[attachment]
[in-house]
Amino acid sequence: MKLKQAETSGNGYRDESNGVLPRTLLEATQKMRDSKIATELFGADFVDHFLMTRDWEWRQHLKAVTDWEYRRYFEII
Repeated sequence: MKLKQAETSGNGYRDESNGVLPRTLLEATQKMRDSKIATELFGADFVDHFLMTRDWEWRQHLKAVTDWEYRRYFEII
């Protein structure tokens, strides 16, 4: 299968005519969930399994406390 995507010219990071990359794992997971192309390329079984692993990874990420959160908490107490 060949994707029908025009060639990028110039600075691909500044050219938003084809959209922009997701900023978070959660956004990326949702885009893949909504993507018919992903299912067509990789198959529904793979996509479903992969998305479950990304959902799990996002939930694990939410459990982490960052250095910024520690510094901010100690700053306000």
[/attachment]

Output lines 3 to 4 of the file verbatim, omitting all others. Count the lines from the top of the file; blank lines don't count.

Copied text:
Repeated sequence: MKLKQAETSGNGYRDESNGVLPRTLLEATQKMRDSKIATELFGADFVDHFLMTRDWEWRQHLKAVTDWEYRRYFEII
């Protein structure tokens, strides 16, 4: 299968005519969930399994406390 995507010219990071990359794992997971192309390329079984692993990874990420959160908490107490 060949994707029908025009060639990028110039600075691909500044050219938003084809959209922009997701900023978070959660956004990326949702885009893949909504993507018919992903299912067509990789198959529904793979996509479903992969998305479950990304959902799990996002939930694990939410459990982490960052250095910024520690510094901010100690700053306000």